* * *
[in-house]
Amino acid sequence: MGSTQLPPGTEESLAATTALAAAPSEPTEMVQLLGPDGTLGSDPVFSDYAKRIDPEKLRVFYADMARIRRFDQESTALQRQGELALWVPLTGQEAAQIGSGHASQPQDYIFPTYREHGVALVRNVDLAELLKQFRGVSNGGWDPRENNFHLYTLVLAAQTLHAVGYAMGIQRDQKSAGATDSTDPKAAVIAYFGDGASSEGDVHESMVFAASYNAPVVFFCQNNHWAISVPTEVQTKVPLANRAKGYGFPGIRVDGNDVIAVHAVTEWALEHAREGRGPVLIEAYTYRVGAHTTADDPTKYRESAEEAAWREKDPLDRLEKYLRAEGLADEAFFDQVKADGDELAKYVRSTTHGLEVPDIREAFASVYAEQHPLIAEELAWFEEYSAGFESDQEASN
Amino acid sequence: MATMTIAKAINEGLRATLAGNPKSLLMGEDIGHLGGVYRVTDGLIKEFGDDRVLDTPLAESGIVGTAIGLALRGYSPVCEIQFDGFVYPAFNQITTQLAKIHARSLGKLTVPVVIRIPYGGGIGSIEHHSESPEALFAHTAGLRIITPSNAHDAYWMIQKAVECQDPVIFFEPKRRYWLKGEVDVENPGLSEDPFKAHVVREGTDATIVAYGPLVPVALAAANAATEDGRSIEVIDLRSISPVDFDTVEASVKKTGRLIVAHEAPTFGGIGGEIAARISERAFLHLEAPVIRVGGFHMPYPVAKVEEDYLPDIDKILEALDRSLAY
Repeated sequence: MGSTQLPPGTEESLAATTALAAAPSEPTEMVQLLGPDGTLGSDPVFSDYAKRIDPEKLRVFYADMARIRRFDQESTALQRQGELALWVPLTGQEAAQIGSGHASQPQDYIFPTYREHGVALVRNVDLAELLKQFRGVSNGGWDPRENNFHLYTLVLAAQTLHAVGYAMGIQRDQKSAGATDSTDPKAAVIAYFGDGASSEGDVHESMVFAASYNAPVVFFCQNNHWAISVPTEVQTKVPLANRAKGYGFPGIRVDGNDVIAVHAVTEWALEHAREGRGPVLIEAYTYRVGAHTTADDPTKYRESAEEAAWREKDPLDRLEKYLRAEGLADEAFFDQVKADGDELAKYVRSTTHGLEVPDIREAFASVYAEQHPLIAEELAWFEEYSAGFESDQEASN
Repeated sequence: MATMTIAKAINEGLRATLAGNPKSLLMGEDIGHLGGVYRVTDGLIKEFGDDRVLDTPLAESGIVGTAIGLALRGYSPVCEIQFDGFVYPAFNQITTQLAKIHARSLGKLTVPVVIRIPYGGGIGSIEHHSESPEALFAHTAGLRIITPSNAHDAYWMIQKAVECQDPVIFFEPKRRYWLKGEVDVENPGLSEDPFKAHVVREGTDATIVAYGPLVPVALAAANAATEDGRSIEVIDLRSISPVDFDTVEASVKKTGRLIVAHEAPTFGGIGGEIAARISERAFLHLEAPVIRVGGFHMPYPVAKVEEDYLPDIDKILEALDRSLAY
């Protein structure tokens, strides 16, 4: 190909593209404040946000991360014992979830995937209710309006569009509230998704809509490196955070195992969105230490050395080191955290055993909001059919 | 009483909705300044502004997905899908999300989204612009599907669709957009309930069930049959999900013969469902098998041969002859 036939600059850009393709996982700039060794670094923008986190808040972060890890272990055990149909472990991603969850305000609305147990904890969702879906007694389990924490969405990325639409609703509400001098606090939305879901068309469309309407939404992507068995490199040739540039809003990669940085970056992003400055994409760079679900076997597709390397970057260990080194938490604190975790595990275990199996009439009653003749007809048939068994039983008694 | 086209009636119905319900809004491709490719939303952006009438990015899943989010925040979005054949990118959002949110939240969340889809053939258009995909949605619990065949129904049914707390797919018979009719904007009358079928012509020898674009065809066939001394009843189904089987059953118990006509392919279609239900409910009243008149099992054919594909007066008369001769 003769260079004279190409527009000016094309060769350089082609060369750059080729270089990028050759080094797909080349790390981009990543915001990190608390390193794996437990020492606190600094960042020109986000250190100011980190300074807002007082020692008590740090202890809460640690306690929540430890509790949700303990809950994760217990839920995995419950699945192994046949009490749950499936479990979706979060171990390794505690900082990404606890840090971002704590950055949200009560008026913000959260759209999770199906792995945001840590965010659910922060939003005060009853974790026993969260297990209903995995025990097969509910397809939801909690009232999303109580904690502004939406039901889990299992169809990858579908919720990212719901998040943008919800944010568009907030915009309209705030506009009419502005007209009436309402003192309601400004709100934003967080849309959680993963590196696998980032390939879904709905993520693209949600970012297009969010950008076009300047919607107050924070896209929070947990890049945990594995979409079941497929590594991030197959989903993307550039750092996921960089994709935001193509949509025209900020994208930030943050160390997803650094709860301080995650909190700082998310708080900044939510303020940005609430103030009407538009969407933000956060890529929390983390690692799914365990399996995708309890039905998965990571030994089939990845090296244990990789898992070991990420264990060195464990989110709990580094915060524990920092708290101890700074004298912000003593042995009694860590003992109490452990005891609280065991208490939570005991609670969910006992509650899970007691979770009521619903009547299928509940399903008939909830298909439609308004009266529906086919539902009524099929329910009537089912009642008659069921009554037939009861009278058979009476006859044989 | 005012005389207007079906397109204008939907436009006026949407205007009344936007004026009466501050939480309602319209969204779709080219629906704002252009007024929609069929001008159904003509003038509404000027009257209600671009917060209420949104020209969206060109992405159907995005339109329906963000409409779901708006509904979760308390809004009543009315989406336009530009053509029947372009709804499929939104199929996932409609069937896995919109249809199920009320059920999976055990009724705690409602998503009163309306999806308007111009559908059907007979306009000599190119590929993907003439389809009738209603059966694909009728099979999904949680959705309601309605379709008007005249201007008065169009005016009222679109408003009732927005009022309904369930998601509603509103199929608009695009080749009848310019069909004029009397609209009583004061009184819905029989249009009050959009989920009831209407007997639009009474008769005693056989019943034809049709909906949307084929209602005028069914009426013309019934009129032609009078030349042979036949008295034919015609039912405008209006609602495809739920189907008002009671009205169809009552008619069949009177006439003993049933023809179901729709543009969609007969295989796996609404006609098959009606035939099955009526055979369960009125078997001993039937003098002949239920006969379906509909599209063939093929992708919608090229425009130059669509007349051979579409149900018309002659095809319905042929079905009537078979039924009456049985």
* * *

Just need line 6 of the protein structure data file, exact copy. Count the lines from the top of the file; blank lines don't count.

């Protein structure tokens, strides 16, 4: 190909593209404040946000991360014992979830995937209710309006569009509230998704809509490196955070195992969105230490050395080191955290055993909001059919 | 009483909705300044502004997905899908999300989204612009599907669709957009309930069930049959999900013969469902098998041969002859 036939600059850009393709996982700039060794670094923008986190808040972060890890272990055990149909472990991603969850305000609305147990904890969702879906007694389990924490969405990325639409609703509400001098606090939305879901068309469309309407939404992507068995490199040739540039809003990669940085970056992003400055994409760079679900076997597709390397970057260990080194938490604190975790595990275990199996009439009653003749007809048939068994039983008694 | 086209009636119905319900809004491709490719939303952006009438990015899943989010925040979005054949990118959002949110939240969340889809053939258009995909949605619990065949129904049914707390797919018979009719904007009358079928012509020898674009065809066939001394009843189904089987059953118990006509392919279609239900409910009243008149099992054919594909007066008369001769 003769260079004279190409527009000016094309060769350089082609060369750059080729270089990028050759080094797909080349790390981009990543915001990190608390390193794996437990020492606190600094960042020109986000250190100011980190300074807002007082020692008590740090202890809460640690306690929540430890509790949700303990809950994760217990839920995995419950699945192994046949009490749950499936479990979706979060171990390794505690900082990404606890840090971002704590950055949200009560008026913000959260759209999770199906792995945001840590965010659910922060939003005060009853974790026993969260297990209903995995025990097969509910397809939801909690009232999303109580904690502004939406039901889990299992169809990858579908919720990212719901998040943008919800944010568009907030915009309209705030506009009419502005007209009436309402003192309601400004709100934003967080849309959680993963590196696998980032390939879904709905993520693209949600970012297009969010950008076009300047919607107050924070896209929070947990890049945990594995979409079941497929590594991030197959989903993307550039750092996921960089994709935001193509949509025209900020994208930030943050160390997803650094709860301080995650909190700082998310708080900044939510303020940005609430103030009407538009969407933000956060890529929390983390690692799914365990399996995708309890039905998965990571030994089939990845090296244990990789898992070991990420264990060195464990989110709990580094915060524990920092708290101890700074004298912000003593042995009694860590003992109490452990005891609280065991208490939570005991609670969910006992509650899970007691979770009521619903009547299928509940399903008939909830298909439609308004009266529906086919539902009524099929329910009537089912009642008659069921009554037939009861009278058979009476006859044989 | 005012005389207007079906397109204008939907436009006026949407205007009344936007004026009466501050939480309602319209969204779709080219629906704002252009007024929609069929001008159904003509003038509404000027009257209600671009917060209420949104020209969206060109992405159907995005339109329906963000409409779901708006509904979760308390809004009543009315989406336009530009053509029947372009709804499929939104199929996932409609069937896995919109249809199920009320059920999976055990009724705690409602998503009163309306999806308007111009559908059907007979306009000599190119590929993907003439389809009738209603059966694909009728099979999904949680959705309601309605379709008007005249201007008065169009005016009222679109408003009732927005009022309904369930998601509603509103199929608009695009080749009848310019069909004029009397609209009583004061009184819905029989249009009050959009989920009831209407007997639009009474008769005693056989019943034809049709909906949307084929209602005028069914009426013309019934009129032609009078030349042979036949008295034919015609039912405008209006609602495809739920189907008002009671009205169809009552008619069949009177006439003993049933023809179901729709543009969609007969295989796996609404006609098959009606035939099955009526055979369960009125078997001993039937003098002949239920006969379906509909599209063939093929992708919608090229425009130059669509007349051979579409149900018309002659095809319905042929079905009537078979039924009456049985």